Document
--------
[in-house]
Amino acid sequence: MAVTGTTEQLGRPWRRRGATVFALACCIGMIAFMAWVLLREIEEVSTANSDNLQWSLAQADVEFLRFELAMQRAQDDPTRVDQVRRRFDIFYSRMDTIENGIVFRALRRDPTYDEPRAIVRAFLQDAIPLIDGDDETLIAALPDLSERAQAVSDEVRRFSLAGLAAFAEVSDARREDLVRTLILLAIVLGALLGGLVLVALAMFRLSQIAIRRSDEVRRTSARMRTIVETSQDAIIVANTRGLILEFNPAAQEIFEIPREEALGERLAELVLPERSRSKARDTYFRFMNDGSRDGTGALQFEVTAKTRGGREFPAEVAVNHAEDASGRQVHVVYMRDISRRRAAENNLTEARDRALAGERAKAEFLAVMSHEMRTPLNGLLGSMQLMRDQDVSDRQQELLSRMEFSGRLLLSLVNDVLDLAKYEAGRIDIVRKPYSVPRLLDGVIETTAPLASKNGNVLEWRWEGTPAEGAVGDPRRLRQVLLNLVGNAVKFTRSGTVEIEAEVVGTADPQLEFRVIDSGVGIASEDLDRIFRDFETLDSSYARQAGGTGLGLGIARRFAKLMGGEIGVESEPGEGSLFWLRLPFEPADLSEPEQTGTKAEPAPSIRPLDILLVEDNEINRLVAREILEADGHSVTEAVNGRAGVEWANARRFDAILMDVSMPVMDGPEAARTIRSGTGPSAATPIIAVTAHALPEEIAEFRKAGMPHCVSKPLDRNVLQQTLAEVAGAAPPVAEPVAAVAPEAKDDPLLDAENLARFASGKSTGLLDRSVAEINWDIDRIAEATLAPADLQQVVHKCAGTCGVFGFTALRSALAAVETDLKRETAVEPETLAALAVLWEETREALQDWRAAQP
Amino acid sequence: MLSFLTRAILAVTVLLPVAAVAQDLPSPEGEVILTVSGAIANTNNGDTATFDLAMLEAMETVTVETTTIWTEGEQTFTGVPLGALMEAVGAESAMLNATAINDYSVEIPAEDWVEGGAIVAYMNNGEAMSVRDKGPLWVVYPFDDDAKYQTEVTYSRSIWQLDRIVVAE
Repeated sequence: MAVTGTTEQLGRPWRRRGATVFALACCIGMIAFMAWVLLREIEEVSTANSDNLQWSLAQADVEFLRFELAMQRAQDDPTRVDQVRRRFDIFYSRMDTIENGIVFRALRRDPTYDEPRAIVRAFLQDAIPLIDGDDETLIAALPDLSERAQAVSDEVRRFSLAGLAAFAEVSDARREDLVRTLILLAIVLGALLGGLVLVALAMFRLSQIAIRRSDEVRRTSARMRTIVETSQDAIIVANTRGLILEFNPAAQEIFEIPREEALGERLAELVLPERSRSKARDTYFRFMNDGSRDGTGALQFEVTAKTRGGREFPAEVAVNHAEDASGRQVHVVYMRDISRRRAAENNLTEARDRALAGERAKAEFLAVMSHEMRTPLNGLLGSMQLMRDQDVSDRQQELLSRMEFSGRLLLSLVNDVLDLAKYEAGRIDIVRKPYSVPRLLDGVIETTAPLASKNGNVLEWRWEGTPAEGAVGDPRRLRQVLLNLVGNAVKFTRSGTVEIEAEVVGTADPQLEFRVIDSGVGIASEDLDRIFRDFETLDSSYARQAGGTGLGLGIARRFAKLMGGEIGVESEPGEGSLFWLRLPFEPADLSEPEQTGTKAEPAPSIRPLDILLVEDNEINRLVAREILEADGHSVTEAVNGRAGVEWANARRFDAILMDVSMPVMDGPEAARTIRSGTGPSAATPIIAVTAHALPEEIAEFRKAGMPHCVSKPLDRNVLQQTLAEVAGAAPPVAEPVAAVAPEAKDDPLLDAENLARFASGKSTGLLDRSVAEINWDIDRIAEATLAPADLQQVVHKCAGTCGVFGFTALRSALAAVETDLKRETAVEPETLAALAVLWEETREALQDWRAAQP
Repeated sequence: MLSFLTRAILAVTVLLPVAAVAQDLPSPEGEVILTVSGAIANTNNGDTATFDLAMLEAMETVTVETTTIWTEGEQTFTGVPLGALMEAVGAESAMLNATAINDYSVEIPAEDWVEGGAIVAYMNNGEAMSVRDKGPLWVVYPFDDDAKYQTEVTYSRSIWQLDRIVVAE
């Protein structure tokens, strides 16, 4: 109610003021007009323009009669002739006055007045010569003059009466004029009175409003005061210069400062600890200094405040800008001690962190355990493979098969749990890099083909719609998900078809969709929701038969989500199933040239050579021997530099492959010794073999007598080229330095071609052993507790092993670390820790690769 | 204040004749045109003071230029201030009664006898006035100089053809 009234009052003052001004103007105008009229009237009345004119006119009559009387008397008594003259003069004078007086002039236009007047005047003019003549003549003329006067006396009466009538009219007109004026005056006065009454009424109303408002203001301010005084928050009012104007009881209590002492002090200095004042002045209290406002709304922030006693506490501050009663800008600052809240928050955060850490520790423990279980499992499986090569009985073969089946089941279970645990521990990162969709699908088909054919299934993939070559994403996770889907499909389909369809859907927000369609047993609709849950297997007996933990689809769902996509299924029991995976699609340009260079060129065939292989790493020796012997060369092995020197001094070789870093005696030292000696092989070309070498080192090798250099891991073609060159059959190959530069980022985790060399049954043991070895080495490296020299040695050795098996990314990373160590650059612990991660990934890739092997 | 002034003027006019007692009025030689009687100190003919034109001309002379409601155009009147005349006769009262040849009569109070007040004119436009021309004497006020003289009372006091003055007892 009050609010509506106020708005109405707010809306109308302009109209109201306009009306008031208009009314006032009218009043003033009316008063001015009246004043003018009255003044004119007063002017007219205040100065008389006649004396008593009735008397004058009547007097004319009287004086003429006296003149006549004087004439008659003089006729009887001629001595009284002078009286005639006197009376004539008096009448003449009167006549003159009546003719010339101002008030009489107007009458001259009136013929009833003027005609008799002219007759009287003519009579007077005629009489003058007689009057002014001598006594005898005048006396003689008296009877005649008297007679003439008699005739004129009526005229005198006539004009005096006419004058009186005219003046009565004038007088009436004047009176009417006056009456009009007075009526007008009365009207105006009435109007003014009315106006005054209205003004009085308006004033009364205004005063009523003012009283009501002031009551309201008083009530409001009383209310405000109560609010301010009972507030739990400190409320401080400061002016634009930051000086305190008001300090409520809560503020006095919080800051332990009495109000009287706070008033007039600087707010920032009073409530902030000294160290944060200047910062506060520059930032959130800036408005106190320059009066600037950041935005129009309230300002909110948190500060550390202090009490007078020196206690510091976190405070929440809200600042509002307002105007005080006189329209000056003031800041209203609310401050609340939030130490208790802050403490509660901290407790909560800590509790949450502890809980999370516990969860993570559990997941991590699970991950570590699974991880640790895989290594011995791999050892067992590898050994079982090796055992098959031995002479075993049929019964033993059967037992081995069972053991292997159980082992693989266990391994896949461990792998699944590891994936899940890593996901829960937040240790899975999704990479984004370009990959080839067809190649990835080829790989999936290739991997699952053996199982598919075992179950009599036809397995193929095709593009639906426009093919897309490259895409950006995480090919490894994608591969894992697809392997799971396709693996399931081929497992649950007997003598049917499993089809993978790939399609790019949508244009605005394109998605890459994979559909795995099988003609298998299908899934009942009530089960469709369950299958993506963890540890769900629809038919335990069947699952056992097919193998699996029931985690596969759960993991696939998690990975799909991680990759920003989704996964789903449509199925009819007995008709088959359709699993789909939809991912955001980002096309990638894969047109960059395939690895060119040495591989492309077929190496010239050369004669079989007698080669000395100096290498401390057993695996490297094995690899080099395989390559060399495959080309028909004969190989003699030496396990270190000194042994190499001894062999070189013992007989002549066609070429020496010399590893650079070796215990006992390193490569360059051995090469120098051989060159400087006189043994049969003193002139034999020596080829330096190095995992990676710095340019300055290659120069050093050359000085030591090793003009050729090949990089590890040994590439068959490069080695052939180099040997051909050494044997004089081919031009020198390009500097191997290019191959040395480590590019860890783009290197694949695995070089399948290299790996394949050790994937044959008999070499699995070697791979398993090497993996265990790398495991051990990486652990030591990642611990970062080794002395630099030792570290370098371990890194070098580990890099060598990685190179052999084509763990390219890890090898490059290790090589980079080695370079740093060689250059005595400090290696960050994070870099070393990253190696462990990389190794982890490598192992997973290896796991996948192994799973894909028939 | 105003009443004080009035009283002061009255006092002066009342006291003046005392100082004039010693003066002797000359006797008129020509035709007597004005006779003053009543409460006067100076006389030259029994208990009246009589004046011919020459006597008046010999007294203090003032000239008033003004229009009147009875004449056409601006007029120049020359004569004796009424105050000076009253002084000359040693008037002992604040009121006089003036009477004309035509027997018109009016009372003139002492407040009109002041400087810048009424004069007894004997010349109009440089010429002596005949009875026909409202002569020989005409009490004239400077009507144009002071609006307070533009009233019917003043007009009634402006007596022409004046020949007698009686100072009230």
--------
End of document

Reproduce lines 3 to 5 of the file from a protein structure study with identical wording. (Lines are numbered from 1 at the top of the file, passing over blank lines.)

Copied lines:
Amino acid sequence: MLSFLTRAILAVTVLLPVAAVAQDLPSPEGEVILTVSGAIANTNNGDTATFDLAMLEAMETVTVETTTIWTEGEQTFTGVPLGALMEAVGAESAMLNATAINDYSVEIPAEDWVEGGAIVAYMNNGEAMSVRDKGPLWVVYPFDDDAKYQTEVTYSRSIWQLDRIVVAE
Repeated sequence: MAVTGTTEQLGRPWRRRGATVFALACCIGMIAFMAWVLLREIEEVSTANSDNLQWSLAQADVEFLRFELAMQRAQDDPTRVDQVRRRFDIFYSRMDTIENGIVFRALRRDPTYDEPRAIVRAFLQDAIPLIDGDDETLIAALPDLSERAQAVSDEVRRFSLAGLAAFAEVSDARREDLVRTLILLAIVLGALLGGLVLVALAMFRLSQIAIRRSDEVRRTSARMRTIVETSQDAIIVANTRGLILEFNPAAQEIFEIPREEALGERLAELVLPERSRSKARDTYFRFMNDGSRDGTGALQFEVTAKTRGGREFPAEVAVNHAEDASGRQVHVVYMRDISRRRAAENNLTEARDRALAGERAKAEFLAVMSHEMRTPLNGLLGSMQLMRDQDVSDRQQELLSRMEFSGRLLLSLVNDVLDLAKYEAGRIDIVRKPYSVPRLLDGVIETTAPLASKNGNVLEWRWEGTPAEGAVGDPRRLRQVLLNLVGNAVKFTRSGTVEIEAEVVGTADPQLEFRVIDSGVGIASEDLDRIFRDFETLDSSYARQAGGTGLGLGIARRFAKLMGGEIGVESEPGEGSLFWLRLPFEPADLSEPEQTGTKAEPAPSIRPLDILLVEDNEINRLVAREILEADGHSVTEAVNGRAGVEWANARRFDAILMDVSMPVMDGPEAARTIRSGTGPSAATPIIAVTAHALPEEIAEFRKAGMPHCVSKPLDRNVLQQTLAEVAGAAPPVAEPVAAVAPEAKDDPLLDAENLARFASGKSTGLLDRSVAEINWDIDRIAEATLAPADLQQVVHKCAGTCGVFGFTALRSALAAVETDLKRETAVEPETLAALAVLWEETREALQDWRAAQP
Repeated sequence: MLSFLTRAILAVTVLLPVAAVAQDLPSPEGEVILTVSGAIANTNNGDTATFDLAMLEAMETVTVETTTIWTEGEQTFTGVPLGALMEAVGAESAMLNATAINDYSVEIPAEDWVEGGAIVAYMNNGEAMSVRDKGPLWVVYPFDDDAKYQTEVTYSRSIWQLDRIVVAE